The day is aimed at highlighting the role of mother language in promotion of culture and raising awareness of linguistic and cultural diversity and multilingualism.
Literary circles and activists of Punjabi language organised events across the province. A rally was taken from Lahore Press Club to Punjab Assembly. On the occasion, a good number of poets, writers and human rights activists as well as political workers participated.
They were holding placards and banners in their hands inscribed with slogans in favour of their demands including inclusion of mother tongue as compulsory subject in the curriculum at primary level. “Read Punjabi, Speak Punjabi,” read a banner. Another banner read, “We demanded of the government to let Pakistani children get education in their mother languages.”
On the occasion, participants distributed copies of a memorandum, a charter of demands, among the general masses. The memorandum’s copies of were also dispatched to the Punjab Governor, Punjab CM and assembly members.
They demanded of the rulers to take steps for declaring Punjabi as national language and include Punjabi in the curriculum at primary level as compulsory subject.
Punjabi Adabi Board chairman Mushtaq Sufi, Perveen Malik, Tariq Farooq, convenor Punjab Lok Sangat Amjad Saleem Minhas and others addressed the participants while famous Punjabi poet Baba Najmi read his poetry to the participants.
Meanwhile, Lahore College for Women University (LCWU) organised a walk to mark the day. The walk within the campus was organized by LCWU Institute of Languages and Culture wherein a large number of students and faculty members, holding banners and placards bearing the slogans to promote the mother languages, participated. Addressing the participants, LCWU VC Dr Sabiha Mansoor said, “Languages are the most powerful instruments of preserving and developing tangible and intangible heritage. All moves to promote the dissemination of mother tongues will serve not only to encourage linguistic diversity and multilingual education but also to develop awareness of linguistic and cultural traditions throughout the world. IMLD is an ideal opportunity to highlight the importance of languages to group and individual identity, as the foundation for all social, economic and cultural life.”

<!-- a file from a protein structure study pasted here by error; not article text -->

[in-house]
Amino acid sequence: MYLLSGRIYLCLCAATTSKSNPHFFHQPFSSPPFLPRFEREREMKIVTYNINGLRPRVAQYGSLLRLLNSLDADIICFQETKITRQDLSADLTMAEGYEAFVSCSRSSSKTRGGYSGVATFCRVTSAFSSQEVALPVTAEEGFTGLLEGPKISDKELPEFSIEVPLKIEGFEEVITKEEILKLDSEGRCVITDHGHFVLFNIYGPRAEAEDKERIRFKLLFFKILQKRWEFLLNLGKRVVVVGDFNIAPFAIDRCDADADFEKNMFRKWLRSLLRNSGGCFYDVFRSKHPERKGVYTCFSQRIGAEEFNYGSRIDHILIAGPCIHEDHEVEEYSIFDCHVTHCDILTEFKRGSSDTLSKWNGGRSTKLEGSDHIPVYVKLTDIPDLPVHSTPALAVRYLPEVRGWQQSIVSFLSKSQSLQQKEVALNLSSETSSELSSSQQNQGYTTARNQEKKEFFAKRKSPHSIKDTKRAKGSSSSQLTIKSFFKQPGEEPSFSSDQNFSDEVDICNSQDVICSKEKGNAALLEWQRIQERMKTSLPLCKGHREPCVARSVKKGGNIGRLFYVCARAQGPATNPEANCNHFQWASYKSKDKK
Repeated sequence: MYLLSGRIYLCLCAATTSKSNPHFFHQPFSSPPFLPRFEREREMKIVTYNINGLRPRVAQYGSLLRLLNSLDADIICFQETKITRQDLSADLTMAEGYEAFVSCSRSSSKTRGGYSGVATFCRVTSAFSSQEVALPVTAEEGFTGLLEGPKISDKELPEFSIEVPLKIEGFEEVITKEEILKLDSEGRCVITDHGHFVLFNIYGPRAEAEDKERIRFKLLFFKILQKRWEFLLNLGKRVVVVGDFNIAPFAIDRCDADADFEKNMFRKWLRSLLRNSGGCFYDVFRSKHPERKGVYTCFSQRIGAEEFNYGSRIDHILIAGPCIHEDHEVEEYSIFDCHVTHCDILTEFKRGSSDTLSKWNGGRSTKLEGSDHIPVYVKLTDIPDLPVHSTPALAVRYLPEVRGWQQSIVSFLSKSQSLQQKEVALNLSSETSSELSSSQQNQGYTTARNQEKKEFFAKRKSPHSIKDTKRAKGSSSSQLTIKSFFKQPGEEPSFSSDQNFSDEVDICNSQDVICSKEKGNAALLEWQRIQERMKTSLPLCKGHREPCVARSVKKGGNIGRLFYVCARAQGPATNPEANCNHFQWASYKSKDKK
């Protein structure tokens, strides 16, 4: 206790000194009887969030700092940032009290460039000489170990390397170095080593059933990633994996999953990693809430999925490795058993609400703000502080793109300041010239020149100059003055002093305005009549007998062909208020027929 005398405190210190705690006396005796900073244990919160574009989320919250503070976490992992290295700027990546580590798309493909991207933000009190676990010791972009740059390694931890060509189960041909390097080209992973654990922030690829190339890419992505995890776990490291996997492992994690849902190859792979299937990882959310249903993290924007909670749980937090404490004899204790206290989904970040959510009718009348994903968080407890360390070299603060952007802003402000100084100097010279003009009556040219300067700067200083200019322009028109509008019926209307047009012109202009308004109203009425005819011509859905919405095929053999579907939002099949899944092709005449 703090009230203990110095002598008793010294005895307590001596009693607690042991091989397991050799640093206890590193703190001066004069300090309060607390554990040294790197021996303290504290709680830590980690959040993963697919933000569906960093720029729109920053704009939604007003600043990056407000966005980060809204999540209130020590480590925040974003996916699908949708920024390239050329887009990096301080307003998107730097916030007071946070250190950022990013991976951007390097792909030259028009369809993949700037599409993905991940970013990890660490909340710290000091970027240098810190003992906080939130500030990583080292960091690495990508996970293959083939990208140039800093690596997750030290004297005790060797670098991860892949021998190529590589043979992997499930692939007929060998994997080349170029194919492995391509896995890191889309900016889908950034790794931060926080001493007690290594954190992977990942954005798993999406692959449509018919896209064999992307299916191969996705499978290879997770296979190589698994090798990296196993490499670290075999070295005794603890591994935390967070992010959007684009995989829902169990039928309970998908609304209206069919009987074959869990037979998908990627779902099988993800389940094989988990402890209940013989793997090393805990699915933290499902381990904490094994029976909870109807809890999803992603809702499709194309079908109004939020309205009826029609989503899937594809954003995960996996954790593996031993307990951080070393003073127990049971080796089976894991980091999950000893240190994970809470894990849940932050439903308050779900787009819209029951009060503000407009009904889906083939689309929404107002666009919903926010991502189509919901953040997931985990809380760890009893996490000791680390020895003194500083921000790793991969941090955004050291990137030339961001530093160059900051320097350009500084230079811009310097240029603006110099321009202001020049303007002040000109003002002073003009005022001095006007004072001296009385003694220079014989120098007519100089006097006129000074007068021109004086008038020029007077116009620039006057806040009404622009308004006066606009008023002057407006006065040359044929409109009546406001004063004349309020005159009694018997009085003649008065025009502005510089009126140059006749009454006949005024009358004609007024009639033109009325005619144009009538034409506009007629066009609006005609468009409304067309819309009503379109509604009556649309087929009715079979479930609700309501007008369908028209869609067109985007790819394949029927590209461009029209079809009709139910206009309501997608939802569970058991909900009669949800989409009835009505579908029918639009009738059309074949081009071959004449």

She said multilingualism was a source of strength and opportunity for humanity. It embodies cultural diversity and encourages the exchange of views, the renewal of ideas and the broadening of our capacity to imagine. Genuine dialogue implies respect for languages, and this is why LCWU has set up Institute of Languages and Culture last year. Punjabi Department head Dr. Samina Batool said the vitality of languages depends as much on oral exchange as on the large-scale production of teaching material and printed texts. We speak Punjabi at home but avoid it in our society. We have to express full confidence and ambition to promote our mother language. Academic institutions should work together to promote the importance of linguistic and cultural diversity and of education in the mother tongue.
Another major event in this regard was held at Children Library Complex wherein children from different educational institutions presented tableau and other performance. A large number people from various walks of life including teachers, parents and government officials were present.
Punjab Institute of Language Art and Culture (PLAC) organised a seminar on the occasion of IMLD and an award ceremony wherein Punjabi poets and writers were given ‘Shafqat Tanvir Mirza Award.